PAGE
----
Eventually there will also be questions from Alice, aiming to understand why "Jane" has changed or chosen this path. These are natural and part of the bereavement process/paradigm shift. Simply answer them truthfully if you can and also make it clear that "Jane" is not unique in this and that "Jane" is not solely identified by their gender. But beware of Too Much Information as this may make it more difficult for Alice to come to terms with the new situation.

Above all, be very patient.

I wish I had all the answers on this one and give a foolproof recipe, but I don't as I am in the middle of a similar process.

6

I'm gonna give you a example of what went through MY head when one of my friend suddenly came out as transgender that may help you understand Alice's mental state and then give you a few pointers at what you should do. It is probably different for everyone and just to be clear, I'm perfectly fine with transgender people or any other community, you do you.

Story Time

In my case, "Julian" became "Julie". It was a huge shock for me and I had to pass through all the five stages of grief.

At first, as all people, I thought she was just joking and when I realized she definitly was not, I didn't understand, I refused to understand. Where should have been Julian there was Julie, it was not right.

I was angry for a little amount of time. I was angry that she didn't tell me sooner. That she left me unprepared. I was angry that she was "She", but surely my friend was still there somewhere so I quickly repressed my anger.

Then I thought that, If I continue to act the same and say the same thing, nothing will really change. Julian will stay Julian, so I continued to use "he" instead of "she". Maybe she would make up her mind if I treated her like her older self. At this point, she started to voice the need to be called in a proper way, the way she chose to be called. I shrugged it off, mostly like your friend. I was also a bit pissed off at people who reconginzed her new identity, they were interfering with my work !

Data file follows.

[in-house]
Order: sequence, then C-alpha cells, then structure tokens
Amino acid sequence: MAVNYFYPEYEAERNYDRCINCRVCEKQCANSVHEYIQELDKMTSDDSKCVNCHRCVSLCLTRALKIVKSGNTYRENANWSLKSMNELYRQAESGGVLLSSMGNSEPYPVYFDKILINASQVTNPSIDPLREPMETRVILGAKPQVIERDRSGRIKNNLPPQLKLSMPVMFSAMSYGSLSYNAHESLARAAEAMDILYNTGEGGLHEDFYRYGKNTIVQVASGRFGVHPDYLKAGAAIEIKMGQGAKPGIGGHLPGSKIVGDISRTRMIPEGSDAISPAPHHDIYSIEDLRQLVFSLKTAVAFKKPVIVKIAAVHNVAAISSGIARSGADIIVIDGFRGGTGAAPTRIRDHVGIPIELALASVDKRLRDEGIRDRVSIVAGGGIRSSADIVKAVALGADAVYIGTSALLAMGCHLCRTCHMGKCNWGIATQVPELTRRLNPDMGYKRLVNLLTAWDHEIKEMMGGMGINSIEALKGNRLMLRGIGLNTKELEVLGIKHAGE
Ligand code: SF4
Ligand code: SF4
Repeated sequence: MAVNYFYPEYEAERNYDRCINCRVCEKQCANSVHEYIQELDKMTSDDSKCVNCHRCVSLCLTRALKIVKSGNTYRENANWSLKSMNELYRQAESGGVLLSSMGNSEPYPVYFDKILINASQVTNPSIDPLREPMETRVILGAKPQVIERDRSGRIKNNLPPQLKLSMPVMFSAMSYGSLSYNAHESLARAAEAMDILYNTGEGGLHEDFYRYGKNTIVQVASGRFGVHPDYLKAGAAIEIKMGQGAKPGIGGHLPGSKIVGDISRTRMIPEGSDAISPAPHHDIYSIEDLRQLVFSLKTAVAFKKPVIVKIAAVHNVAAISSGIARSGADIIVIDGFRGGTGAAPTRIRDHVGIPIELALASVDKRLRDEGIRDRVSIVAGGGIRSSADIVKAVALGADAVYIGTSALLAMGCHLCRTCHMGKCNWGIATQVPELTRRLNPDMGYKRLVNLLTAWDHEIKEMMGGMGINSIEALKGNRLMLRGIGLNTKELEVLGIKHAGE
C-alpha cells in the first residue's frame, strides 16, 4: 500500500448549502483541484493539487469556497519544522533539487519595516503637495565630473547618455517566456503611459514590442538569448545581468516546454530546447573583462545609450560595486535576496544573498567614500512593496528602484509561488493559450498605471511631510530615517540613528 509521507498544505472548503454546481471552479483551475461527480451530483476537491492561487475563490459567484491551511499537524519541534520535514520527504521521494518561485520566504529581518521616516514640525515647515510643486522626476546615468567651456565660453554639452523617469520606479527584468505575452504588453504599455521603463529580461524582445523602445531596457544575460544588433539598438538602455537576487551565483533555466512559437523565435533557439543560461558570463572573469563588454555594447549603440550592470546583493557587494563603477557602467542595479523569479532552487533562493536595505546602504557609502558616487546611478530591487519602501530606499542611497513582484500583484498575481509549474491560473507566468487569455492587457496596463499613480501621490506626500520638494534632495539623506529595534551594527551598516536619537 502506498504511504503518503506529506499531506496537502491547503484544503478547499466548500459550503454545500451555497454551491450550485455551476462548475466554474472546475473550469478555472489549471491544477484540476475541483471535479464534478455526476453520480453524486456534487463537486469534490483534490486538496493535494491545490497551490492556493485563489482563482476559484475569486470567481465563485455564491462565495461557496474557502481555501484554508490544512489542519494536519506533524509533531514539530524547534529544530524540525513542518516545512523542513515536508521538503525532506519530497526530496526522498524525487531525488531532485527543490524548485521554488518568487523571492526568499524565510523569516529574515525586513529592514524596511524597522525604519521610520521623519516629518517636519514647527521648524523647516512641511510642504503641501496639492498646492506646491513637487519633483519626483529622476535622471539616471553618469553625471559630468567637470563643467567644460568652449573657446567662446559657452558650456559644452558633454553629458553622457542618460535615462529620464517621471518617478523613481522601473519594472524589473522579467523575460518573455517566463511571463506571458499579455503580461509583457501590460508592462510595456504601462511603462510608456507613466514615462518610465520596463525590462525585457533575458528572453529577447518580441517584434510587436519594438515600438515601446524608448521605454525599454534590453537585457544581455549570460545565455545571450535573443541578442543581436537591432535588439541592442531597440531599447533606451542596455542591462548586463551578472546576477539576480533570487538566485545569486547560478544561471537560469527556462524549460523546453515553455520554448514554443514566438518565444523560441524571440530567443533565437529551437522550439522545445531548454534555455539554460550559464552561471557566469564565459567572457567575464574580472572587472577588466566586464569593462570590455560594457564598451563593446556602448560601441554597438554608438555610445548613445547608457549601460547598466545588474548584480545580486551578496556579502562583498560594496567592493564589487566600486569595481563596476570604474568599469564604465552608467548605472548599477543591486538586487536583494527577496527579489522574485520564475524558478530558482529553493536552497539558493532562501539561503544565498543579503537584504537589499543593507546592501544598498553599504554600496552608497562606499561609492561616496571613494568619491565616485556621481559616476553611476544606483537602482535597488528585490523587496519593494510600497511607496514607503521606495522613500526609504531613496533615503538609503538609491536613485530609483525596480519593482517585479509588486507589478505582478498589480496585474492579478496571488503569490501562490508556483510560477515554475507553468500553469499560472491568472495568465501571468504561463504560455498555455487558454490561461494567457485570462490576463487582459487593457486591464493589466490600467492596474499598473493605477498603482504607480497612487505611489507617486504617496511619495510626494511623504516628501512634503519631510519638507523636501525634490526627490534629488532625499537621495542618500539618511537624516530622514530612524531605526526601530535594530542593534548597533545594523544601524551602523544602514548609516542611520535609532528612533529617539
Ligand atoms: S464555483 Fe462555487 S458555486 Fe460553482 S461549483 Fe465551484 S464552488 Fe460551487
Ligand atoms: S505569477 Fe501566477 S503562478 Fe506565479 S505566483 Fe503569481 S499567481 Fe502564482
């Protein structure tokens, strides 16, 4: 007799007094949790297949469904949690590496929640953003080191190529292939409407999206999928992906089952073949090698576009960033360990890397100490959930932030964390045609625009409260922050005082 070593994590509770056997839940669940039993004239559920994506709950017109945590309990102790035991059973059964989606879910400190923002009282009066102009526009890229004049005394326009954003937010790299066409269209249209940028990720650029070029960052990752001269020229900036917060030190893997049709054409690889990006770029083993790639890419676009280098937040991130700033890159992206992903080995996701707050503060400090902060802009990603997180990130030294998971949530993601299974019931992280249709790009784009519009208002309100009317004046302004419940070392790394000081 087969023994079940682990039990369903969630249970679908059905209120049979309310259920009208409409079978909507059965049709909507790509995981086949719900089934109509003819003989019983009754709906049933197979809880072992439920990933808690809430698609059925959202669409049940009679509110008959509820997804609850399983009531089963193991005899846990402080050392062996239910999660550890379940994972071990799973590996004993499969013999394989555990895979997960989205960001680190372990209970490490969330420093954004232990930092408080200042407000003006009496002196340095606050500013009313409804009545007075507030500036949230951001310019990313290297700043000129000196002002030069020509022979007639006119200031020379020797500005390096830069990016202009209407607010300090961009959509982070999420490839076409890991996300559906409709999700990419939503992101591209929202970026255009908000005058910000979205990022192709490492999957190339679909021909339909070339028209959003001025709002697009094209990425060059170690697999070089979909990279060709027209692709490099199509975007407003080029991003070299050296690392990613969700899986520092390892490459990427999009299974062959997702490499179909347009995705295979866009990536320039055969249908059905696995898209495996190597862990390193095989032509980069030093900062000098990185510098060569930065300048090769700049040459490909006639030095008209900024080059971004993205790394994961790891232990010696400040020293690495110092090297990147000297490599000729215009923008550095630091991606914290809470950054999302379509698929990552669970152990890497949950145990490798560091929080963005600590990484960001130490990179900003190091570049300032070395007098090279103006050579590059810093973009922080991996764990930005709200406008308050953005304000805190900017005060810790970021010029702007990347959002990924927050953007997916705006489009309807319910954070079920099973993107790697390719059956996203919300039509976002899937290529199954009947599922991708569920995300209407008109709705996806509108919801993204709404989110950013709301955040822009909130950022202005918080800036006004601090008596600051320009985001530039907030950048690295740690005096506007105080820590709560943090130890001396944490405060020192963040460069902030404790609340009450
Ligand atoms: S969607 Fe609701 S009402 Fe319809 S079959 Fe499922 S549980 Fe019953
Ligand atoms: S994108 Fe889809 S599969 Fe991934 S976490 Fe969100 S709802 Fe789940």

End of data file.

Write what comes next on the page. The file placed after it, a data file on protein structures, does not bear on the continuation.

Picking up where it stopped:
Then I realized it wouldn't work, at all, I started to use her new name and pronouns but it was hurting. I felt that Julian was gone and I was just killing him more everytime I used the new name.

Finally I accepted that there was no more Julian, it was Julie now, but Julie was still very similar to Julian, same memories, same reactions to things, same tastes. Now Julie was a friend, and a dang good friend at that.

Conclusion & Answer

I think we often find ourself more tolerant when we are in our confort zone. When you are suddenly confronted to an unusual situation, you might find yourself more affected than you would think (and less tolerant).

I can't but imagine the pain and distress that transgender people feel when they transition but I feel it's important to acknowledge the pain that close friends and family may feel.

I think you should both take it slow, reassure Alice that Jane is still her friend and that while it may not make sense Jane really wants you to acknowledge their new identity and that comes through using the right pronouns. You can also assess that it's especially important coming from their best friend.

Then give it time, she'll come to accept it... or not. I understand it may be hurtful but she may never accept it, so changing your reaction may also help if you want to salvage the relationship.

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tl;dr: before asking Alice to change pronouns, ask her how she feels and what she thinks about the whole situation.